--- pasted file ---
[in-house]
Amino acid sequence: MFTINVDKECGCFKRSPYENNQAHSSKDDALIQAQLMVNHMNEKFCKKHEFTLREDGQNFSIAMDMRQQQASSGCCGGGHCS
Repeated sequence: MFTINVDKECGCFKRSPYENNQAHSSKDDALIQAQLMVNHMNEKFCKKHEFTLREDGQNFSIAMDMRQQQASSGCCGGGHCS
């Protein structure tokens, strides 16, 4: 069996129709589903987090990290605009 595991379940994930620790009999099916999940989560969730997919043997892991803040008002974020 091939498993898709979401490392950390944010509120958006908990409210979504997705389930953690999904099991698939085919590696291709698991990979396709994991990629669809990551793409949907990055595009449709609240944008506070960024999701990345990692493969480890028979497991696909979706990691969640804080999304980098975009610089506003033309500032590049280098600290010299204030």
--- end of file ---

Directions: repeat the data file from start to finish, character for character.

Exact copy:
[in-house]
Amino acid sequence: MFTINVDKECGCFKRSPYENNQAHSSKDDALIQAQLMVNHMNEKFCKKHEFTLREDGQNFSIAMDMRQQQASSGCCGGGHCS
Repeated sequence: MFTINVDKECGCFKRSPYENNQAHSSKDDALIQAQLMVNHMNEKFCKKHEFTLREDGQNFSIAMDMRQQQASSGCCGGGHCS
């Protein structure tokens, strides 16, 4: 069996129709589903987090990290605009 595991379940994930620790009999099916999940989560969730997919043997892991803040008002974020 091939498993898709979401490392950390944010509120958006908990409210979504997705389930953690999904099991698939085919590696291709698991990979396709994991990629669809990551793409949907990055595009449709609240944008506070960024999701990345990692493969480890028979497991696909979706990691969640804080999304980098975009610089506003033309500032590049280098600290010299204030």